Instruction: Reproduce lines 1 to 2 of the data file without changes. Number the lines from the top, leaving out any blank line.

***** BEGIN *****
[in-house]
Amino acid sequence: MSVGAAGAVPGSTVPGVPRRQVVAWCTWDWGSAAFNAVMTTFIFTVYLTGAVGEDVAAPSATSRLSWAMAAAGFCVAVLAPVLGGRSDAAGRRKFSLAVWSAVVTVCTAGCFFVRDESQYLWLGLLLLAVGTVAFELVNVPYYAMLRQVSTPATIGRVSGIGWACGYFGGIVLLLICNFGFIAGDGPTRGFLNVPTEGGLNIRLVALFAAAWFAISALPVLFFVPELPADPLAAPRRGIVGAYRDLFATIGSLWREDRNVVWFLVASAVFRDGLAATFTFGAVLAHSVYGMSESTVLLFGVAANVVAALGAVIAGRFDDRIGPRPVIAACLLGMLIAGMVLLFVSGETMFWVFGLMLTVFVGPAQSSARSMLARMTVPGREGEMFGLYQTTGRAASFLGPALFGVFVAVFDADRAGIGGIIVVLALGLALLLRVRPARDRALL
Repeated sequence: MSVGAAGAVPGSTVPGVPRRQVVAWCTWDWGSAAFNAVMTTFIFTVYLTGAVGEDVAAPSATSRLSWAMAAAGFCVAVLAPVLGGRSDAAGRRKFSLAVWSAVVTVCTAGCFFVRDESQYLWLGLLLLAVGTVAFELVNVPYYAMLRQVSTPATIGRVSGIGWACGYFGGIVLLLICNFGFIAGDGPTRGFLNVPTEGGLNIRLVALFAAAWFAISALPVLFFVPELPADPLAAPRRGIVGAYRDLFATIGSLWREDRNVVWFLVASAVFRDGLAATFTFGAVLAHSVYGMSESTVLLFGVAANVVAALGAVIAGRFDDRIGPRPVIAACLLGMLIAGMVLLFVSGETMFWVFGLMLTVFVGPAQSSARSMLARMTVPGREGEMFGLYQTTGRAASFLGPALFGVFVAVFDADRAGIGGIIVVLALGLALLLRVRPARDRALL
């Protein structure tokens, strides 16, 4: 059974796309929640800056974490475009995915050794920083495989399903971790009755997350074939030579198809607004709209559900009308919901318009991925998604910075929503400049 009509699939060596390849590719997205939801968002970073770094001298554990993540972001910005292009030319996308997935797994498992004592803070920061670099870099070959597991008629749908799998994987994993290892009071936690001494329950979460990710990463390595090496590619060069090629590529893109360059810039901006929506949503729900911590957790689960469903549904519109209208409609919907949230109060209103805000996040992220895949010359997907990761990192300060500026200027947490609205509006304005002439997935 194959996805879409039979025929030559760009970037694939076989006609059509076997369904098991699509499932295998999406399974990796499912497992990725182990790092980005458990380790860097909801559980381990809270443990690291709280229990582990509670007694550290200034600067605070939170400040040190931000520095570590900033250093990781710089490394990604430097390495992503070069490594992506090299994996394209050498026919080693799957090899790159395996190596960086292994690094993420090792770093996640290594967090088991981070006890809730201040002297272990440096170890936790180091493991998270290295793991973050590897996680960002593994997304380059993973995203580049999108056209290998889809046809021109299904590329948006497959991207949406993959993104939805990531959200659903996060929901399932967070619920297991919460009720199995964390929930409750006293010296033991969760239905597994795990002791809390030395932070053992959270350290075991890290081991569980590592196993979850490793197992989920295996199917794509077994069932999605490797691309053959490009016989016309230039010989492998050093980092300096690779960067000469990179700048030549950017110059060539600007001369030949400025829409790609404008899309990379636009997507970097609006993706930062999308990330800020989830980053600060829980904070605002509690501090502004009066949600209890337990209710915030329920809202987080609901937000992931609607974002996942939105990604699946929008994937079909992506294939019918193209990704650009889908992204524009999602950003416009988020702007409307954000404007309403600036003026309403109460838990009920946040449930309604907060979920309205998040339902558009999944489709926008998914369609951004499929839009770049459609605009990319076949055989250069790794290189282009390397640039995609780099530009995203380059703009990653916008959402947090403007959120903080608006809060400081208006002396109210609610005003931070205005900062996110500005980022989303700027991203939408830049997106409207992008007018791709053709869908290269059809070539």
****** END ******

[in-house]
Amino acid sequence: MSVGAAGAVPGSTVPGVPRRQVVAWCTWDWGSAAFNAVMTTFIFTVYLTGAVGEDVAAPSATSRLSWAMAAAGFCVAVLAPVLGGRSDAAGRRKFSLAVWSAVVTVCTAGCFFVRDESQYLWLGLLLLAVGTVAFELVNVPYYAMLRQVSTPATIGRVSGIGWACGYFGGIVLLLICNFGFIAGDGPTRGFLNVPTEGGLNIRLVALFAAAWFAISALPVLFFVPELPADPLAAPRRGIVGAYRDLFATIGSLWREDRNVVWFLVASAVFRDGLAATFTFGAVLAHSVYGMSESTVLLFGVAANVVAALGAVIAGRFDDRIGPRPVIAACLLGMLIAGMVLLFVSGETMFWVFGLMLTVFVGPAQSSARSMLARMTVPGREGEMFGLYQTTGRAASFLGPALFGVFVAVFDADRAGIGGIIVVLALGLALLLRVRPARDRALL